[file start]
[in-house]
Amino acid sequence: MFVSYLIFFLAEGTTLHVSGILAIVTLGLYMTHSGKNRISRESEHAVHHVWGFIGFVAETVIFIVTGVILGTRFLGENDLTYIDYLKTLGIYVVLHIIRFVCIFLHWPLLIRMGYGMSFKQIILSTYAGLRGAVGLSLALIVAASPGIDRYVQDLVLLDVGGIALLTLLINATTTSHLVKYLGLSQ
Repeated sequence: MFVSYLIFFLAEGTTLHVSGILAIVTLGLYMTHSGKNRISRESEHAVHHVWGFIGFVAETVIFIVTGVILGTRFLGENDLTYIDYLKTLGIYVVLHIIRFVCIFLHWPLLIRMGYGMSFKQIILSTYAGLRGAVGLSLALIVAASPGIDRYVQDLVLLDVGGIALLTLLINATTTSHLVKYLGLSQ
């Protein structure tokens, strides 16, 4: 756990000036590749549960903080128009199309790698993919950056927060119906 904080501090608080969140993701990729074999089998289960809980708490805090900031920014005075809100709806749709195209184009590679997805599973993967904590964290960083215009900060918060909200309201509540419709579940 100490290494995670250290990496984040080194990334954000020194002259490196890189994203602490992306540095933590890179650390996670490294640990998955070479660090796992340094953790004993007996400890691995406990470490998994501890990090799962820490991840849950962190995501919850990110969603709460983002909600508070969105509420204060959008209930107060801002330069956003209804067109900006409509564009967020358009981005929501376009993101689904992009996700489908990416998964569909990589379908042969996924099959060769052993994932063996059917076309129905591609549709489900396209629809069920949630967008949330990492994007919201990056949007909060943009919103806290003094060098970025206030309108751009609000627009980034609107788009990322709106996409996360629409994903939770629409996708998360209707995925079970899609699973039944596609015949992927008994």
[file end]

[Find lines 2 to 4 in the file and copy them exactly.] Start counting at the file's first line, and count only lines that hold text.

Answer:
Amino acid sequence: MFVSYLIFFLAEGTTLHVSGILAIVTLGLYMTHSGKNRISRESEHAVHHVWGFIGFVAETVIFIVTGVILGTRFLGENDLTYIDYLKTLGIYVVLHIIRFVCIFLHWPLLIRMGYGMSFKQIILSTYAGLRGAVGLSLALIVAASPGIDRYVQDLVLLDVGGIALLTLLINATTTSHLVKYLGLSQ
Repeated sequence: MFVSYLIFFLAEGTTLHVSGILAIVTLGLYMTHSGKNRISRESEHAVHHVWGFIGFVAETVIFIVTGVILGTRFLGENDLTYIDYLKTLGIYVVLHIIRFVCIFLHWPLLIRMGYGMSFKQIILSTYAGLRGAVGLSLALIVAASPGIDRYVQDLVLLDVGGIALLTLLINATTTSHLVKYLGLSQ
């Protein structure tokens, strides 16, 4: 756990000036590749549960903080128009199309790698993919950056927060119906 904080501090608080969140993701990729074999089998289960809980708490805090900031920014005075809100709806749709195209184009590679997805599973993967904590964290960083215009900060918060909200309201509540419709579940 100490290494995670250290990496984040080194990334954000020194002259490196890189994203602490992306540095933590890179650390996670490294640990998955070479660090796992340094953790004993007996400890691995406990470490998994501890990090799962820490991840849950962190995501919850990110969603709460983002909600508070969105509420204060959008209930107060801002330069956003209804067109900006409509564009967020358009981005929501376009993101689904992009996700489908990416998964569909990589379908042969996924099959060769052993994932063996059917076309129905591609549709489900396209629809069920949630967008949330990492994007919201990056949007909060943009919103806290003094060098970025206030309108751009609000627009980034609107788009990322709106996409996360629409994903939770629409996708998360209707995925079970899609699973039944596609015949992927008994």